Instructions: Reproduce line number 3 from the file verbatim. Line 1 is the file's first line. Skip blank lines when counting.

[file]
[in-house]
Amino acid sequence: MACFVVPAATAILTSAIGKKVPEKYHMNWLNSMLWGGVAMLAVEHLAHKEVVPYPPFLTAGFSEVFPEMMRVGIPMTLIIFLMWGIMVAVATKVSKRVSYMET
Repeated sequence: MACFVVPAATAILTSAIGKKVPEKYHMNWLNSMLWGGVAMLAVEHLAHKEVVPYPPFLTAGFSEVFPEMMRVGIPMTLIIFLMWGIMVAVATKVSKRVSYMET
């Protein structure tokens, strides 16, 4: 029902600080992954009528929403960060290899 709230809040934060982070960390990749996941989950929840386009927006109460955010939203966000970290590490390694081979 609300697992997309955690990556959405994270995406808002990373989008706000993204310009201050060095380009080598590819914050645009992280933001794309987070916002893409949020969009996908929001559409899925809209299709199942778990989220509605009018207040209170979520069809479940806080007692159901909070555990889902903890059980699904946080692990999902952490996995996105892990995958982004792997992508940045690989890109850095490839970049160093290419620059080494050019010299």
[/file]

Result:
Repeated sequence: MACFVVPAATAILTSAIGKKVPEKYHMNWLNSMLWGGVAMLAVEHLAHKEVVPYPPFLTAGFSEVFPEMMRVGIPMTLIIFLMWGIMVAVATKVSKRVSYMET